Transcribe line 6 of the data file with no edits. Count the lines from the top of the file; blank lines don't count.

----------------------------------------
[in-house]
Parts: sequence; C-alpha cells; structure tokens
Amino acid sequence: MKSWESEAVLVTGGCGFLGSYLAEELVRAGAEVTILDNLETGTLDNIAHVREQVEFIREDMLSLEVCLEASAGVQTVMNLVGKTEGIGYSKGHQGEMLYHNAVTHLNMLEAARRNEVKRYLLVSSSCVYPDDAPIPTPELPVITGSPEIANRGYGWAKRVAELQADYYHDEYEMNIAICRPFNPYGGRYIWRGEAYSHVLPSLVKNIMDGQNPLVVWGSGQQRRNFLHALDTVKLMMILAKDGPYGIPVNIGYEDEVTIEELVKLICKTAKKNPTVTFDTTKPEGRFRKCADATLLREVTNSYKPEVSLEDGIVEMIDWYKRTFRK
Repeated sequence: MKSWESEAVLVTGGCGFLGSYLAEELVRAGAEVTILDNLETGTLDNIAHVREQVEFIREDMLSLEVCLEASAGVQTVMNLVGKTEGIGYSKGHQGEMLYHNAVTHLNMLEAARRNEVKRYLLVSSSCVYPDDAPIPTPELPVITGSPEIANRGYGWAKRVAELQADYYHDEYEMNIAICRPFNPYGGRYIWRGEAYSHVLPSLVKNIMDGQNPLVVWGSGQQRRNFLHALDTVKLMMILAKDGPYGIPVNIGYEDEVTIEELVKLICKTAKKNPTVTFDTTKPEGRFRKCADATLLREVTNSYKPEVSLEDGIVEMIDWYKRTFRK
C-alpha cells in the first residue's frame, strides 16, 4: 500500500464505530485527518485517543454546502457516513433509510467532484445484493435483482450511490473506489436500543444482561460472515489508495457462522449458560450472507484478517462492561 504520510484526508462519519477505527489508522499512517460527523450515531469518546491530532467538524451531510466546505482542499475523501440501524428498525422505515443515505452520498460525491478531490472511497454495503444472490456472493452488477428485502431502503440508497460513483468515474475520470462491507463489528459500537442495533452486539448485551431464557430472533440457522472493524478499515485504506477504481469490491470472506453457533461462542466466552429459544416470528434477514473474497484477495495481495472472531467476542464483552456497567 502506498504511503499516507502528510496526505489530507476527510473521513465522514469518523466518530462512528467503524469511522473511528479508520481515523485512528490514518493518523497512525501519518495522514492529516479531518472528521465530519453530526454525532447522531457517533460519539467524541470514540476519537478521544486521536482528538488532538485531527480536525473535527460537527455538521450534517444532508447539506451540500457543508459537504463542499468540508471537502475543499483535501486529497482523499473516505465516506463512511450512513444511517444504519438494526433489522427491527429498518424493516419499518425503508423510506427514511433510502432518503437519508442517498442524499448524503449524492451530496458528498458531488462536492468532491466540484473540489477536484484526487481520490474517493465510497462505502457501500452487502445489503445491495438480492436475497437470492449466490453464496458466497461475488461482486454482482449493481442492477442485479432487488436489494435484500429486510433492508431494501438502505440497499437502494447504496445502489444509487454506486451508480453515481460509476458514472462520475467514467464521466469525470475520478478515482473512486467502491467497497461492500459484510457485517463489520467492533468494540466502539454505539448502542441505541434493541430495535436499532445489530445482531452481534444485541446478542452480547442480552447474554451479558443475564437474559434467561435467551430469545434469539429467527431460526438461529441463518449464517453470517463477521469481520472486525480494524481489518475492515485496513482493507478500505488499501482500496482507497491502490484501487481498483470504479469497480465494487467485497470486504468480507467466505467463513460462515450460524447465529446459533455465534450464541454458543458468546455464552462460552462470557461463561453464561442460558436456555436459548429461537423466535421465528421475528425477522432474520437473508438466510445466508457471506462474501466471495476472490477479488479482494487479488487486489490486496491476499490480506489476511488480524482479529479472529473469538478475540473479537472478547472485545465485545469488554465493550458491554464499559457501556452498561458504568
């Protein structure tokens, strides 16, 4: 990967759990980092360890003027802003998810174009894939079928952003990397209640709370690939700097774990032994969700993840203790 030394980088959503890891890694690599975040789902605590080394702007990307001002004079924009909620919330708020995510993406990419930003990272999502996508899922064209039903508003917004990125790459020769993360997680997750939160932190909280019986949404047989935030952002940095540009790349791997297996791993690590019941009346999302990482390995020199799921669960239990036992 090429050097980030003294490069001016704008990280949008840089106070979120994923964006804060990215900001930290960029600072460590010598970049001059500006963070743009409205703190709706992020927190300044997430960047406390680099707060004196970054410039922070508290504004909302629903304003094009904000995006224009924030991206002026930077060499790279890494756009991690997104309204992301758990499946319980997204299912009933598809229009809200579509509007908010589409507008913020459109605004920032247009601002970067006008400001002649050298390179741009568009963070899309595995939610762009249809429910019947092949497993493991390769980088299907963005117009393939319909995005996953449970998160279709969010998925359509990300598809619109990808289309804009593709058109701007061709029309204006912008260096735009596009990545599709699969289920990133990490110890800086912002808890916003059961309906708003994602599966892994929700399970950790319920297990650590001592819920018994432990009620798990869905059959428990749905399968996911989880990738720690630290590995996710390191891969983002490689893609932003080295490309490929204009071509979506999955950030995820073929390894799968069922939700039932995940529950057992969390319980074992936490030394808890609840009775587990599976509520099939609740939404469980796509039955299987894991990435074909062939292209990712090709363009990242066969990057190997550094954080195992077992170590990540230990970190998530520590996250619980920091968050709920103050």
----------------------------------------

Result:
């Protein structure tokens, strides 16, 4: 990967759990980092360890003027802003998810174009894939079928952003990397209640709370690939700097774990032994969700993840203790 030394980088959503890891890694690599975040789902605590080394702007990307001002004079924009909620919330708020995510993406990419930003990272999502996508899922064209039903508003917004990125790459020769993360997680997750939160932190909280019986949404047989935030952002940095540009790349791997297996791993690590019941009346999302990482390995020199799921669960239990036992 090429050097980030003294490069001016704008990280949008840089106070979120994923964006804060990215900001930290960029600072460590010598970049001059500006963070743009409205703190709706992020927190300044997430960047406390680099707060004196970054410039922070508290504004909302629903304003094009904000995006224009924030991206002026930077060499790279890494756009991690997104309204992301758990499946319980997204299912009933598809229009809200579509509007908010589409507008913020459109605004920032247009601002970067006008400001002649050298390179741009568009963070899309595995939610762009249809429910019947092949497993493991390769980088299907963005117009393939319909995005996953449970998160279709969010998925359509990300598809619109990808289309804009593709058109701007061709029309204006912008260096735009596009990545599709699969289920990133990490110890800086912002808890916003059961309906708003994602599966892994929700399970950790319920297990650590001592819920018994432990009620798990869905059959428990749905399968996911989880990738720690630290590995996710390191891969983002490689893609932003080295490309490929204009071509979506999955950030995820073929390894799968069922939700039932995940529950057992969390319980074992936490030394808890609840009775587990599976509520099939609740939404469980796509039955299987894991990435074909062939292209990712090709363009990242066969990057190997550094954080195992077992170590990540230990970190998530520590996250619980920091968050709920103050």